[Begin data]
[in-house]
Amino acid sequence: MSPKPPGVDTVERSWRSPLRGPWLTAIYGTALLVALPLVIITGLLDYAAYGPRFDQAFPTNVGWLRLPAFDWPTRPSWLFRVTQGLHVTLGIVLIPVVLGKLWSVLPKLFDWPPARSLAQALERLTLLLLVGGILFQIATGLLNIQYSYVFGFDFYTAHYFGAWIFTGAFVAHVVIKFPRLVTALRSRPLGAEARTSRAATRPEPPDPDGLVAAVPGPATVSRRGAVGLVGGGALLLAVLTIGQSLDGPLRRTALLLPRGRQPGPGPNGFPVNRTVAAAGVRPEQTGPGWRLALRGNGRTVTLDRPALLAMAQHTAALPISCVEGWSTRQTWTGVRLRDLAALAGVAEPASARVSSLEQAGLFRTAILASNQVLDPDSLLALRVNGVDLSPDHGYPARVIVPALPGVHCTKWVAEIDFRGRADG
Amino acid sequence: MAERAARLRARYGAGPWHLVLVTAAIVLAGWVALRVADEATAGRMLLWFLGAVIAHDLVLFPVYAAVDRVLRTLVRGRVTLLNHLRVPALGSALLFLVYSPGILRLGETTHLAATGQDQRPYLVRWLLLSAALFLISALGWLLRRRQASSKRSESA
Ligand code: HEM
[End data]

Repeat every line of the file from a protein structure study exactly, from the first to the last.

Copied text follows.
[in-house]
Amino acid sequence: MSPKPPGVDTVERSWRSPLRGPWLTAIYGTALLVALPLVIITGLLDYAAYGPRFDQAFPTNVGWLRLPAFDWPTRPSWLFRVTQGLHVTLGIVLIPVVLGKLWSVLPKLFDWPPARSLAQALERLTLLLLVGGILFQIATGLLNIQYSYVFGFDFYTAHYFGAWIFTGAFVAHVVIKFPRLVTALRSRPLGAEARTSRAATRPEPPDPDGLVAAVPGPATVSRRGAVGLVGGGALLLAVLTIGQSLDGPLRRTALLLPRGRQPGPGPNGFPVNRTVAAAGVRPEQTGPGWRLALRGNGRTVTLDRPALLAMAQHTAALPISCVEGWSTRQTWTGVRLRDLAALAGVAEPASARVSSLEQAGLFRTAILASNQVLDPDSLLALRVNGVDLSPDHGYPARVIVPALPGVHCTKWVAEIDFRGRADG
Amino acid sequence: MAERAARLRARYGAGPWHLVLVTAAIVLAGWVALRVADEATAGRMLLWFLGAVIAHDLVLFPVYAAVDRVLRTLVRGRVTLLNHLRVPALGSALLFLVYSPGILRLGETTHLAATGQDQRPYLVRWLLLSAALFLISALGWLLRRRQASSKRSESA
Ligand code: HEM